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Ethiopia Preparing for War With Somali Islamists, Zenawi Says

 

Ethiopia is preparing for war with Somalia's Union of Islamic Courts following a series of provocative acts by the militia, Prime Minister Meles Zenawi said today.

The Islamist militia has declared holy war on Ethiopia and is working with foreign anti-Ethiopian forces to wage war on his country, Zenawi said today in parliament in the capital, Addis Ababa. These acts represent ``a clear threat'' to Ethiopia.

``The government is making the necessary preparations for war,'' Zenawi said. ``The government plans to first solve the tensions through negotiation and dialogue, but so far our attempts to do so have failed.''

The Union of Islamic Courts militia seized control of the Somali capital, Mogadishu, from U.S.-backed warlords in June and is consolidating its control of the country. The militia, which introduced Islamic law in areas it controls, says it is trying to bring law and security to the nation.

United Nations Secretary General Kofi Annan has warned the conflict could engulf the Horn of Africa region in war, amid accusations that neighboring Ethiopia and Eritrea have sent troops to the country and several other nations are providing military aid.

Islamist fighters clashed yesterday with Ethiopian troops near Baidoa, the seat of Ahmed's UN-backed government, Agence France-Presse reported, citing Sheikh Mukhtar Robow, the deputy security chief for the Supreme Islamic Council of Somalia.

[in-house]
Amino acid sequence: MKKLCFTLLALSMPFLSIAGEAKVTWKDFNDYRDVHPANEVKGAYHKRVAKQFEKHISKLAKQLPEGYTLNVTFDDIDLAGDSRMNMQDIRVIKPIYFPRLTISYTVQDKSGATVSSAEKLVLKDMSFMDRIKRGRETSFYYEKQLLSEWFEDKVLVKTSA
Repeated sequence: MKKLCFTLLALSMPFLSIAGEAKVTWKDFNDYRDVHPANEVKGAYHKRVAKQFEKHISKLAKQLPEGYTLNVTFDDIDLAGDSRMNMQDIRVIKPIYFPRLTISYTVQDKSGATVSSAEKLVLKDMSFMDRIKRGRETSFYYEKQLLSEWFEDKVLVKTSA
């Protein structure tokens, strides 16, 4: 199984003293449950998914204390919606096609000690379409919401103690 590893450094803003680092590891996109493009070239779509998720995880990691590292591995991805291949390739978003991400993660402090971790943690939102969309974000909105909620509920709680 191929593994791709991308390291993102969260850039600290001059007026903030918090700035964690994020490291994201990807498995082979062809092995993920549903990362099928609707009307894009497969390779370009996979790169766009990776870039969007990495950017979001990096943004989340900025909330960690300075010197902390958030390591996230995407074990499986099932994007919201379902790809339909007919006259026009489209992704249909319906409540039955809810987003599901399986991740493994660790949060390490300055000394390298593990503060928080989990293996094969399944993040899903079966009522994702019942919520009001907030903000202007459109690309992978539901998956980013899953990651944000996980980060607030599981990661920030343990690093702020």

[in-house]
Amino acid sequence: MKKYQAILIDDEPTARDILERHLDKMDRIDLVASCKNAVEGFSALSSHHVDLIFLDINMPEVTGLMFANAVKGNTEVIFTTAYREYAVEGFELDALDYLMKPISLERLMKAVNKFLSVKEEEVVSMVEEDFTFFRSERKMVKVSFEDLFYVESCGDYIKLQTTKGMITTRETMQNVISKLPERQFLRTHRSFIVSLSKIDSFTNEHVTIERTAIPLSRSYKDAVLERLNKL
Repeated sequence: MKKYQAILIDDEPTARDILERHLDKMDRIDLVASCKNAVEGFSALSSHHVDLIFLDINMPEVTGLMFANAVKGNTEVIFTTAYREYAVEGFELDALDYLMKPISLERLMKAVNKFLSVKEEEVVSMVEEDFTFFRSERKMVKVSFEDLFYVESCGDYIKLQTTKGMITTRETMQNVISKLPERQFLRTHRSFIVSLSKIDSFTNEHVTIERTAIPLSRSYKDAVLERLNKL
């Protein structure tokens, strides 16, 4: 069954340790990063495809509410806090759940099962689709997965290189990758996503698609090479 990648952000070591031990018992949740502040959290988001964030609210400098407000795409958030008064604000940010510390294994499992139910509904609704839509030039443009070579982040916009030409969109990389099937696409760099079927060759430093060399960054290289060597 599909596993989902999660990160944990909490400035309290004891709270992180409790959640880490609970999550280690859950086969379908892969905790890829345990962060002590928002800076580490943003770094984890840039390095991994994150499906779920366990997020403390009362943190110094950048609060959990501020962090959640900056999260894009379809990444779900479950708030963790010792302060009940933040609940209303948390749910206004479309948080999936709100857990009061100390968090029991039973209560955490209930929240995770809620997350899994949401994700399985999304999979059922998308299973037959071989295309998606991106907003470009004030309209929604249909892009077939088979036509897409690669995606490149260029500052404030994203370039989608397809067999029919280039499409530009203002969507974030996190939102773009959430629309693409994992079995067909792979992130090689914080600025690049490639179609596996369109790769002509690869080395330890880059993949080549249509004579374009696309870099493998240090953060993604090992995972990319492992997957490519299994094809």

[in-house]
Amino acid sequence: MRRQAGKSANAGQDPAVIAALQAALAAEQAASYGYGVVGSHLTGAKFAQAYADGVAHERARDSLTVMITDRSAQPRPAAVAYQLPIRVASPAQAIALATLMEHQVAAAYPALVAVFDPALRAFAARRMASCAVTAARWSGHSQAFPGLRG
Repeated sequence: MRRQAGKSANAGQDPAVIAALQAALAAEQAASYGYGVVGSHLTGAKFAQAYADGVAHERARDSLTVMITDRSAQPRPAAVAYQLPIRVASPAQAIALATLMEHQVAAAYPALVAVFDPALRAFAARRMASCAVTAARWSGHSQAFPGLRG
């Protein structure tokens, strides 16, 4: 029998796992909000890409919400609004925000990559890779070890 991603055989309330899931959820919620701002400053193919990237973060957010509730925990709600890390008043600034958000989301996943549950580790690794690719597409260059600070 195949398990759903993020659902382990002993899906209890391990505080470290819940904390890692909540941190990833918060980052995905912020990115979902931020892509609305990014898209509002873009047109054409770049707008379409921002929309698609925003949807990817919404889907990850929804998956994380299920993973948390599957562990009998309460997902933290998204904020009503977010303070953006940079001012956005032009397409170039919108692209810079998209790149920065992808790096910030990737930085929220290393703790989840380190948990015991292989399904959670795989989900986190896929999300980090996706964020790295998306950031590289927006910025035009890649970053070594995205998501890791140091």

Clashes

Fighters attacked an Ethiopian convoy in Qasah-Omane, a village 70 kilometers (45 miles) southwest of Baidoa, AFP cited Robow as saying. Militiamen exchanged gunfire with Ethiopian troops in Adale, 38 kilometers south of Baidoa, the report said, citing local resident Osman Anteno and unidentified witnesses.

``Any country in the world has the right to take an equal response to any threat it faces,'' Zenawi said today. ``Under international laws, we have the inherent right to defend ourselves.''

The Supreme Islamic Council of Somalia, the legislative body of the Islamic Courts, denied it presents a threat to Ethiopia and vowed to retaliate if attacked.

``We are not a threat to Ethiopia, but the presence of its troops in our country poses a security danger to both Somalia and Ethiopia,'' Abdurahim Ali Muddey, spokesman for the Supreme Council, said in a statement distributed in Addis Ababa today. ``If Ethiopia is going to war with us, we will defend our country,'' he said.

Ethiopia, which supports the UN-backed interim Somali government of President Abdullah Yusuf Ahmed, says it has deployed military trainers across its 2,000-kilometer (1,243- mile) border with Somalia. There are reports that Eritrea has provided weapons to the Islamic Courts militia, according to the U.S. State Department.

Ethiopia and Eritrea fought a war between May, 1998 and June, 2000 over a disputed border. As many as 100,000 people died and 250,000 people were displaced by the conflict. Eritrea gained independence from Ethiopia in 1993.


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